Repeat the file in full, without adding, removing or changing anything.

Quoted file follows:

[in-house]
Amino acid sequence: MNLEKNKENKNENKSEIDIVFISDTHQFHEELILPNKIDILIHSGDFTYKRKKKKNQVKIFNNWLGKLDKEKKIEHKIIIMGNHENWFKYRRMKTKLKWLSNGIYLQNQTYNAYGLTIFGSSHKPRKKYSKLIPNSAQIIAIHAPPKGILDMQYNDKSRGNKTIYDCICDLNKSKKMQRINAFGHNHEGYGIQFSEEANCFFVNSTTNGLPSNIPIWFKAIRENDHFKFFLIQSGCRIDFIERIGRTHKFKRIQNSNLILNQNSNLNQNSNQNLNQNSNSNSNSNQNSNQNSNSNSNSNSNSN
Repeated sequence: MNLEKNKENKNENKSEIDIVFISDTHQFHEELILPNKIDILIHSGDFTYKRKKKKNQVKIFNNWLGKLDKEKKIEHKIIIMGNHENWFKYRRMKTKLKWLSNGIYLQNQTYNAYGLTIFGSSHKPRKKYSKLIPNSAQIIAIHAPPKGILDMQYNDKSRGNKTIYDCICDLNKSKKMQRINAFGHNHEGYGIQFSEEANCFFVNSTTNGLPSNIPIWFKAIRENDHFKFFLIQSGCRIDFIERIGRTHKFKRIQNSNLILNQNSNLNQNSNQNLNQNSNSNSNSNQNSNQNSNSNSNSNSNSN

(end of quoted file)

[in-house]
Amino acid sequence: MNLEKNKENKNENKSEIDIVFISDTHQFHEELILPNKIDILIHSGDFTYKRKKKKNQVKIFNNWLGKLDKEKKIEHKIIIMGNHENWFKYRRMKTKLKWLSNGIYLQNQTYNAYGLTIFGSSHKPRKKYSKLIPNSAQIIAIHAPPKGILDMQYNDKSRGNKTIYDCICDLNKSKKMQRINAFGHNHEGYGIQFSEEANCFFVNSTTNGLPSNIPIWFKAIRENDHFKFFLIQSGCRIDFIERIGRTHKFKRIQNSNLILNQNSNLNQNSNQNLNQNSNSNSNSNQNSNQNSNSNSNSNSNSN
Repeated sequence: MNLEKNKENKNENKSEIDIVFISDTHQFHEELILPNKIDILIHSGDFTYKRKKKKNQVKIFNNWLGKLDKEKKIEHKIIIMGNHENWFKYRRMKTKLKWLSNGIYLQNQTYNAYGLTIFGSSHKPRKKYSKLIPNSAQIIAIHAPPKGILDMQYNDKSRGNKTIYDCICDLNKSKKMQRINAFGHNHEGYGIQFSEEANCFFVNSTTNGLPSNIPIWFKAIRENDHFKFFLIQSGCRIDFIERIGRTHKFKRIQNSNLILNQNSNLNQNSNQNLNQNSNSNSNSNQNSNQNSNSNSNSNSNSN